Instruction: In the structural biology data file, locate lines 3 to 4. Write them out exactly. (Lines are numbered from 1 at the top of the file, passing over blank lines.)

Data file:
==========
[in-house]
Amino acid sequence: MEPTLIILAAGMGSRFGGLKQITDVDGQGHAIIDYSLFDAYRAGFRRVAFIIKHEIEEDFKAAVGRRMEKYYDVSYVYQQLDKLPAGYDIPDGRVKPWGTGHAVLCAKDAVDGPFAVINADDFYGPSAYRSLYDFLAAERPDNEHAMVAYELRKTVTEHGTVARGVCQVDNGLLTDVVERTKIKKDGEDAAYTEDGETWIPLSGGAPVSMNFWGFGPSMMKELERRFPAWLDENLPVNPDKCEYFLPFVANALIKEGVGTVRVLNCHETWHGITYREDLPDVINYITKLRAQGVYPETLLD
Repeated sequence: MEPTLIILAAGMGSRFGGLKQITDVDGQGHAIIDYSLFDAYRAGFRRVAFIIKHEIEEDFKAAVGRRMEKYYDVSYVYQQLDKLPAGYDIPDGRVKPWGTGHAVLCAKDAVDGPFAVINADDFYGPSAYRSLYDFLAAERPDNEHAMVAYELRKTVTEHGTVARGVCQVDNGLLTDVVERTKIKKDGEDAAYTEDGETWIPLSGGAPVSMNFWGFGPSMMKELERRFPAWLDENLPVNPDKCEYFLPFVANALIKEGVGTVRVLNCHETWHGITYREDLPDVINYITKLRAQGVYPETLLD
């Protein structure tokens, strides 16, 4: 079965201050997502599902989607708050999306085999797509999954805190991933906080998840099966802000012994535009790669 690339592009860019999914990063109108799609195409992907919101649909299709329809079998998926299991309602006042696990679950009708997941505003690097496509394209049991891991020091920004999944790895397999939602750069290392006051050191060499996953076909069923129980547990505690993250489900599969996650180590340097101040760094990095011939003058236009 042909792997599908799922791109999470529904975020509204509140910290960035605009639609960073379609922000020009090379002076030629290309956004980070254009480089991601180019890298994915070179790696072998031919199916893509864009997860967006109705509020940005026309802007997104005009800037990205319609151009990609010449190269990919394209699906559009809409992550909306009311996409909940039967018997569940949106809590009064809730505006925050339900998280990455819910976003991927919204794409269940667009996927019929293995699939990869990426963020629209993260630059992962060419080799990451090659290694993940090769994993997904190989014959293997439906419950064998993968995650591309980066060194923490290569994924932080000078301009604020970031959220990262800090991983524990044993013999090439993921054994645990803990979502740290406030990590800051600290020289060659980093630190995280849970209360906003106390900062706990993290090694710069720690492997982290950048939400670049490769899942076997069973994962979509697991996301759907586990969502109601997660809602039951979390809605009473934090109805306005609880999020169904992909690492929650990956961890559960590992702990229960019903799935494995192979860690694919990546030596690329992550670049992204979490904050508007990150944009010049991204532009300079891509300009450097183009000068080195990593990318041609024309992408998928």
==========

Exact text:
Repeated sequence: MEPTLIILAAGMGSRFGGLKQITDVDGQGHAIIDYSLFDAYRAGFRRVAFIIKHEIEEDFKAAVGRRMEKYYDVSYVYQQLDKLPAGYDIPDGRVKPWGTGHAVLCAKDAVDGPFAVINADDFYGPSAYRSLYDFLAAERPDNEHAMVAYELRKTVTEHGTVARGVCQVDNGLLTDVVERTKIKKDGEDAAYTEDGETWIPLSGGAPVSMNFWGFGPSMMKELERRFPAWLDENLPVNPDKCEYFLPFVANALIKEGVGTVRVLNCHETWHGITYREDLPDVINYITKLRAQGVYPETLLD
């Protein structure tokens, strides 16, 4: 079965201050997502599902989607708050999306085999797509999954805190991933906080998840099966802000012994535009790669 690339592009860019999914990063109108799609195409992907919101649909299709329809079998998926299991309602006042696990679950009708997941505003690097496509394209049991891991020091920004999944790895397999939602750069290392006051050191060499996953076909069923129980547990505690993250489900599969996650180590340097101040760094990095011939003058236009 042909792997599908799922791109999470529904975020509204509140910290960035605009639609960073379609922000020009090379002076030629290309956004980070254009480089991601180019890298994915070179790696072998031919199916893509864009997860967006109705509020940005026309802007997104005009800037990205319609151009990609010449190269990919394209699906559009809409992550909306009311996409909940039967018997569940949106809590009064809730505006925050339900998280990455819910976003991927919204794409269940667009996927019929293995699939990869990426963020629209993260630059992962060419080799990451090659290694993940090769994993997904190989014959293997439906419950064998993968995650591309980066060194923490290569994924932080000078301009604020970031959220990262800090991983524990044993013999090439993921054994645990803990979502740290406030990590800051600290020289060659980093630190995280849970209360906003106390900062706990993290090694710069720690492997982290950048939400670049490769899942076997069973994962979509697991996301759907586990969502109601997660809602039951979390809605009473934090109805306005609880999020169904992909690492929650990956961890559960590992702990229960019903799935494995192979860690694919990546030596690329992550670049992204979490904050508007990150944009010049991204532009300079891509300009450097183009000068080195990593990318041609024309992408998928």